Week 10: Six days ago I turned forty-nine. I celebrated with Teavana instead of cake, and I just have one thing to say — hormones. In the last year of forty-something, mine are acting like an angry mob. They may not have bully clubs and torches, but they are carrying weapons nonetheless. It’s enough to make a girl feel like giving up.
But I’m not cowering in fear, or letting them hold me back. Ten weeks in, I’ve lost over ten pounds. Not stellar in volume, but a nice steady loss, a comfortable way to drop fat, and a leisurely gain in muscle tone. Most people can’t see the difference yet. But I can. And it’s enough to motivate me on a continued healthy pace.
I’m learning to appreciate an occasional hunger pang, (Dr. Rita Hancock’s book, The Eden Diet is a very different and inspirational read on the subject of dropping pounds). A slight soreness in my body reminds me I’ve worked out. And I love the fact that I am not deprived all of the time. If I want an indulgence, I allow myself to have a little less than I had before, (cutting portions in two, and saving the rest for later is a great incentive to eat less in one sitting). I learned that one from my mother-in-law — thanks Jean!
I refuse to wallow in starvation diet misery as I fight my hormones. Instead, I’m finding it’s easire to roll with nature’s cues. Common sense says my body doesn’t react like it did when I was twenty-five or thirty. So expecting to trim down and burn energy at the rate of a woman twenty years younger isn’t reasonable. If I allowed it, I could look at the last ten weeks and moan about how long the journey is taking. The path certainly has curved and twisted a few times, but determination has kept me moving ahead.
If it wasn’t for one word, I would have already lost focus.
My word is resolve. It redirects me every time I start to stray off the trail and move toward an unhealthy place. No goal, no strategy, no tactic, no mission will work if there is not resolve to act on decisions. Mental energy definitely impacts physical energy.
Whether it’s weight loss, the desire for a promotion at work, happier relationships, or making a difference, resolve is one of the keys to getting there. If we give up, we’ll definitely fail at our endeavors.
So have I learned anything in my forty-nine years? You bet, a lot of things. But one above all. In every moment I have the ability to choose for myself. And every choice will direct a consequence or outcome.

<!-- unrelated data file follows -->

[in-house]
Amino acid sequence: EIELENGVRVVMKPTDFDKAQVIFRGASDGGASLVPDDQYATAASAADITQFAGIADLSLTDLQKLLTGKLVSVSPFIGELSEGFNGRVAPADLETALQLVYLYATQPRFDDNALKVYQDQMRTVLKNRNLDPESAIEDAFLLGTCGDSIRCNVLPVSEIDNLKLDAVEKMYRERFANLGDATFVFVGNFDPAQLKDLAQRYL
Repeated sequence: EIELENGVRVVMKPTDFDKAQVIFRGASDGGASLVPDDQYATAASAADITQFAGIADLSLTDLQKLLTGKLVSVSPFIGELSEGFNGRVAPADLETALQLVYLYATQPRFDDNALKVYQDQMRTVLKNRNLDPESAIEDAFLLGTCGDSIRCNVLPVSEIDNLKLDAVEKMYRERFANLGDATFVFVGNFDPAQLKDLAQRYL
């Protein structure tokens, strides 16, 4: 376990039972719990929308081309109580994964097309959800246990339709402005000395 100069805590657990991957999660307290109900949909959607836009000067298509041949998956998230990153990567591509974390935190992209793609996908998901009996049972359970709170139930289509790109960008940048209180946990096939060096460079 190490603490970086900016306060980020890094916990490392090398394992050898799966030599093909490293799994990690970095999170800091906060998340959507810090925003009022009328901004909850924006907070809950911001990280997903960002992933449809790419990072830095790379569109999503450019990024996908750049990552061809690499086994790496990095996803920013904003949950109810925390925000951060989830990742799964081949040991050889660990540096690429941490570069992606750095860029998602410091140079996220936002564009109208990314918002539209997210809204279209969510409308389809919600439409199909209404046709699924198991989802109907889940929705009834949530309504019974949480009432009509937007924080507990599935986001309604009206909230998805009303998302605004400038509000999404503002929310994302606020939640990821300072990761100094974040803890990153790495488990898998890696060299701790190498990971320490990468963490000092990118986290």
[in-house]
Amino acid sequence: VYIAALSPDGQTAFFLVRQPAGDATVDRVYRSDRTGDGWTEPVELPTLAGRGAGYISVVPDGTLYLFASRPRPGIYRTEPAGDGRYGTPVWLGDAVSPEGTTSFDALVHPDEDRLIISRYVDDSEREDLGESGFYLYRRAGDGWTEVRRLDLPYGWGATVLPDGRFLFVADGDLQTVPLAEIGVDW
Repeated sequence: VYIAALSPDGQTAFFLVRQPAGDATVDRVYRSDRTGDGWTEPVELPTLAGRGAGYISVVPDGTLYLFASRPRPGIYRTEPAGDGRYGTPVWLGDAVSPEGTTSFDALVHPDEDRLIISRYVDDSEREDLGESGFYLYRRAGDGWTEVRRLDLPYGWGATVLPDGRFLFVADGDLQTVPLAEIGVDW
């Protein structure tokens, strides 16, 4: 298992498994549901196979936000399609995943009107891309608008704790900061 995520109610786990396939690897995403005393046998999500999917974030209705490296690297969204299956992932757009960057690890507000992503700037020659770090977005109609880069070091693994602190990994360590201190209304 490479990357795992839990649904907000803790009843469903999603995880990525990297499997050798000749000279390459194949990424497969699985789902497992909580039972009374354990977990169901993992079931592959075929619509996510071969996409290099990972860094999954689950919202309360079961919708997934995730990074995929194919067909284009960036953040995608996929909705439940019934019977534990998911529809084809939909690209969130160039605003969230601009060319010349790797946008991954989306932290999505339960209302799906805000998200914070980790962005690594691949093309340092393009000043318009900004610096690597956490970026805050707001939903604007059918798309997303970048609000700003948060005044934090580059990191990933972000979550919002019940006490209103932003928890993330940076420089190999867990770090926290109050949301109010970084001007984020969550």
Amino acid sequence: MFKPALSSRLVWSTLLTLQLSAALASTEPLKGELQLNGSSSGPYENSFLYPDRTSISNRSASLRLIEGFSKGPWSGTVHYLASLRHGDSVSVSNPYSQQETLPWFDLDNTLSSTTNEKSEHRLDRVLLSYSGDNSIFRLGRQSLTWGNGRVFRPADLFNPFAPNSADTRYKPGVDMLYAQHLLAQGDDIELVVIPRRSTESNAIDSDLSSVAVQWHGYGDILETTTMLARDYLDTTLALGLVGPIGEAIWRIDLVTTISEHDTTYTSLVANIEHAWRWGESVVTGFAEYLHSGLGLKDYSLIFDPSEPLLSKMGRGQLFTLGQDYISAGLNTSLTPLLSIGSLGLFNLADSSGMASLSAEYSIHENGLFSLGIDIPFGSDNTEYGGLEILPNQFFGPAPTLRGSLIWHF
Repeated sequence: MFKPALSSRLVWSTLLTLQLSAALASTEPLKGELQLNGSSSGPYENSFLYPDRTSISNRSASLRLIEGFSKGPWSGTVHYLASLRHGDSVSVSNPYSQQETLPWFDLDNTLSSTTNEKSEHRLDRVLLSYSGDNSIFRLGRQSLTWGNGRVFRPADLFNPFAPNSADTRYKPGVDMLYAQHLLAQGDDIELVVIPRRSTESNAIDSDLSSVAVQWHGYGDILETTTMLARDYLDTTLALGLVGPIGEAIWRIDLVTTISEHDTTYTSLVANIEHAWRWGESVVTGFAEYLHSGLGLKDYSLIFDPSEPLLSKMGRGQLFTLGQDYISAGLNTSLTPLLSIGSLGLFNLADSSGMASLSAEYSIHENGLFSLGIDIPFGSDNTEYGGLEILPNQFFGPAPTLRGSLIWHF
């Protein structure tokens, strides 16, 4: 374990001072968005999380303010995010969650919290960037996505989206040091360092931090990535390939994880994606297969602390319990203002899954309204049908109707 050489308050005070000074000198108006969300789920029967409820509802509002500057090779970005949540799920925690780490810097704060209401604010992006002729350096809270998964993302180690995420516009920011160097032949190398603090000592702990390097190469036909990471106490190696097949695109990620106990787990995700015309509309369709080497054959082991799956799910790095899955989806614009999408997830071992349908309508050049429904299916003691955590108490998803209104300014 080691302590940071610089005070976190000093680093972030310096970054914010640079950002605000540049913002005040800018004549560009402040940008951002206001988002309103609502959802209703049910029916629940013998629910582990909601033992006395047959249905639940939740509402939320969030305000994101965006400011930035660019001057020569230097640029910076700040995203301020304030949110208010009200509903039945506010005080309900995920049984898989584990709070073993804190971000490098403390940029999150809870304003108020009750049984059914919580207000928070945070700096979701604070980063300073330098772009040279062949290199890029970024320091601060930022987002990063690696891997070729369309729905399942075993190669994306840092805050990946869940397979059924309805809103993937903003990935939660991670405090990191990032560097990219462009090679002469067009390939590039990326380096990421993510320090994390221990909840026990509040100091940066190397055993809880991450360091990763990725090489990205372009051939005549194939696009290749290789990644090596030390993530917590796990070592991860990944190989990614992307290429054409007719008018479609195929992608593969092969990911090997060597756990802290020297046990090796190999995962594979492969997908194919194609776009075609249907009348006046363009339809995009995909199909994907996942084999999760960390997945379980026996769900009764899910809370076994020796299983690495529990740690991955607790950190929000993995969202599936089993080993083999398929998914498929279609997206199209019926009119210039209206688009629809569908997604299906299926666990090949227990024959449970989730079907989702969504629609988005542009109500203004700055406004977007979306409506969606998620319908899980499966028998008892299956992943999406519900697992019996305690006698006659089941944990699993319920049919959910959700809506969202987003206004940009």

The first gift God gave us was free-will, but it comes with responsibility and accountablility. It’s up to me to resolve how I will use it. If I don’t make plans, create strategies, draw clear-cut steps, all with a dose of resolve motivating them to action, I’ll never do positive things for myself, and the greater good of humanity. We are created to make a difference while we have breath in our bodies.
So I resolve from this day forward, whether I have forty-nine minutes, or forty-nine years left on this earth, I’m going to do my part. I will take care of me, and I’ll care compassionately for others. For if I don’t, what difference does my life make anyway?
How do you resolve to live a meaningful life?
Anita Fresh Faith
Anita Agers-Brooks is a Business and Inspirational Coach, Certified Personality Trainer, Productivity Expert, Certified Training Facilitator, Communications Specialist, national speaker. She’s the author of, First Hired, Last Fired — How to Become Irreplaceable in Any Job Market. Now available for pre-order on Amazon, Barnes and Noble, Books a Million, and Christianbook.com.
She’s a partner in The Zenith Zone, a business coaching firm. Member of the Christian Writer’s Guild, Toastmasters, a client of WordServe Literary Group, and the Simply Sue Speaks booking agency. A graduate of CLASSeminars for Leaders, Speakers, and Authors, a co-founder of The StoryWriting Studio, and speaker on circuit for Stonecroft International Ministries.
Anita’s passionate about business with integrity, healthy relationships, and issues of identity. She travels the country teaching others from her personal experiences and research. She believes it’s never too late for a fresh start with fresh faith.
Anita likes to lounge by a river or lake in Missouri, laughing with with her husband of thirty years, Ricky.